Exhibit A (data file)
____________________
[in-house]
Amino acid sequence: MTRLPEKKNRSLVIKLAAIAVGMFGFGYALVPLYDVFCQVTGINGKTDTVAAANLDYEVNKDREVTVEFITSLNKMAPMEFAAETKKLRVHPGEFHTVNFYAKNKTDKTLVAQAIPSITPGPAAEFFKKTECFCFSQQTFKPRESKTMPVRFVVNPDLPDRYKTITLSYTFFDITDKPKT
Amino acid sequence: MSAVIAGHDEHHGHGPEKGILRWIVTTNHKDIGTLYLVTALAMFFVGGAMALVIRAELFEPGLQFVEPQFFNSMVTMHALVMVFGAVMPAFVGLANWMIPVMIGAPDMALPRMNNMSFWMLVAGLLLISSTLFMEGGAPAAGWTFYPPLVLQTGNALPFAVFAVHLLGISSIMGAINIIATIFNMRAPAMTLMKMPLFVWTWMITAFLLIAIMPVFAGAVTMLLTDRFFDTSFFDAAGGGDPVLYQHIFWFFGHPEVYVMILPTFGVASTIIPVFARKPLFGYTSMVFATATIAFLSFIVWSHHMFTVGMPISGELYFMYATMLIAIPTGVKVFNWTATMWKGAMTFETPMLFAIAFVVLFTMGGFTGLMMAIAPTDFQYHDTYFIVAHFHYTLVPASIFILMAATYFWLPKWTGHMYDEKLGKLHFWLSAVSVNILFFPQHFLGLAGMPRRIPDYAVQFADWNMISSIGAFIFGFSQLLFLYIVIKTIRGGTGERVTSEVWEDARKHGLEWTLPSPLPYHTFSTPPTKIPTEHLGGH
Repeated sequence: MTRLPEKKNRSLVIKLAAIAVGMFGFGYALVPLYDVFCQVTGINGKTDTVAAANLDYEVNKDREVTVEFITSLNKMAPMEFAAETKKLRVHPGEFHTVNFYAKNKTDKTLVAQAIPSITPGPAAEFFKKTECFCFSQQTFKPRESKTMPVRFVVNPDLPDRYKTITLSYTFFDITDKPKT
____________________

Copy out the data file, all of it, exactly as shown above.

[in-house]
Amino acid sequence: MTRLPEKKNRSLVIKLAAIAVGMFGFGYALVPLYDVFCQVTGINGKTDTVAAANLDYEVNKDREVTVEFITSLNKMAPMEFAAETKKLRVHPGEFHTVNFYAKNKTDKTLVAQAIPSITPGPAAEFFKKTECFCFSQQTFKPRESKTMPVRFVVNPDLPDRYKTITLSYTFFDITDKPKT
Amino acid sequence: MSAVIAGHDEHHGHGPEKGILRWIVTTNHKDIGTLYLVTALAMFFVGGAMALVIRAELFEPGLQFVEPQFFNSMVTMHALVMVFGAVMPAFVGLANWMIPVMIGAPDMALPRMNNMSFWMLVAGLLLISSTLFMEGGAPAAGWTFYPPLVLQTGNALPFAVFAVHLLGISSIMGAINIIATIFNMRAPAMTLMKMPLFVWTWMITAFLLIAIMPVFAGAVTMLLTDRFFDTSFFDAAGGGDPVLYQHIFWFFGHPEVYVMILPTFGVASTIIPVFARKPLFGYTSMVFATATIAFLSFIVWSHHMFTVGMPISGELYFMYATMLIAIPTGVKVFNWTATMWKGAMTFETPMLFAIAFVVLFTMGGFTGLMMAIAPTDFQYHDTYFIVAHFHYTLVPASIFILMAATYFWLPKWTGHMYDEKLGKLHFWLSAVSVNILFFPQHFLGLAGMPRRIPDYAVQFADWNMISSIGAFIFGFSQLLFLYIVIKTIRGGTGERVTSEVWEDARKHGLEWTLPSPLPYHTFSTPPTKIPTEHLGGH
Repeated sequence: MTRLPEKKNRSLVIKLAAIAVGMFGFGYALVPLYDVFCQVTGINGKTDTVAAANLDYEVNKDREVTVEFITSLNKMAPMEFAAETKKLRVHPGEFHTVNFYAKNKTDKTLVAQAIPSITPGPAAEFFKKTECFCFSQQTFKPRESKTMPVRFVVNPDLPDRYKTITLSYTFFDITDKPKT